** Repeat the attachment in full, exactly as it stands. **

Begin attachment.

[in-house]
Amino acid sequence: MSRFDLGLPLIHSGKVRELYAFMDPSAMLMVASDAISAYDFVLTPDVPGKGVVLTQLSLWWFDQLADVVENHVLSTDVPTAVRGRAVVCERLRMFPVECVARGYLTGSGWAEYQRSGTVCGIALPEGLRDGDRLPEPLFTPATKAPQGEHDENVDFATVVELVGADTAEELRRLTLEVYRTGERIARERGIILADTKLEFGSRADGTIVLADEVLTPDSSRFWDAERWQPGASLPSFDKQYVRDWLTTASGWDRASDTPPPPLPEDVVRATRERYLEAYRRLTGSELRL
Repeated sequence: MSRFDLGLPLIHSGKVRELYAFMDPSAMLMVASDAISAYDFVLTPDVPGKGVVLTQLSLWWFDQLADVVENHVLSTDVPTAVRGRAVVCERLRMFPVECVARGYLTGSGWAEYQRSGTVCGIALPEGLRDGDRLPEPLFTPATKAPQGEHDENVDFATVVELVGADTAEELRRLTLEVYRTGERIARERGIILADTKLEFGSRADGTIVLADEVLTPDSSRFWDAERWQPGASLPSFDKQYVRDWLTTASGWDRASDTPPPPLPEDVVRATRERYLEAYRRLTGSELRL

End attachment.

[in-house]
Amino acid sequence: MSRFDLGLPLIHSGKVRELYAFMDPSAMLMVASDAISAYDFVLTPDVPGKGVVLTQLSLWWFDQLADVVENHVLSTDVPTAVRGRAVVCERLRMFPVECVARGYLTGSGWAEYQRSGTVCGIALPEGLRDGDRLPEPLFTPATKAPQGEHDENVDFATVVELVGADTAEELRRLTLEVYRTGERIARERGIILADTKLEFGSRADGTIVLADEVLTPDSSRFWDAERWQPGASLPSFDKQYVRDWLTTASGWDRASDTPPPPLPEDVVRATRERYLEAYRRLTGSELRL
Repeated sequence: MSRFDLGLPLIHSGKVRELYAFMDPSAMLMVASDAISAYDFVLTPDVPGKGVVLTQLSLWWFDQLADVVENHVLSTDVPTAVRGRAVVCERLRMFPVECVARGYLTGSGWAEYQRSGTVCGIALPEGLRDGDRLPEPLFTPATKAPQGEHDENVDFATVVELVGADTAEELRRLTLEVYRTGERIARERGIILADTKLEFGSRADGTIVLADEVLTPDSSRFWDAERWQPGASLPSFDKQYVRDWLTTASGWDRASDTPPPPLPEDVVRATRERYLEAYRRLTGSELRL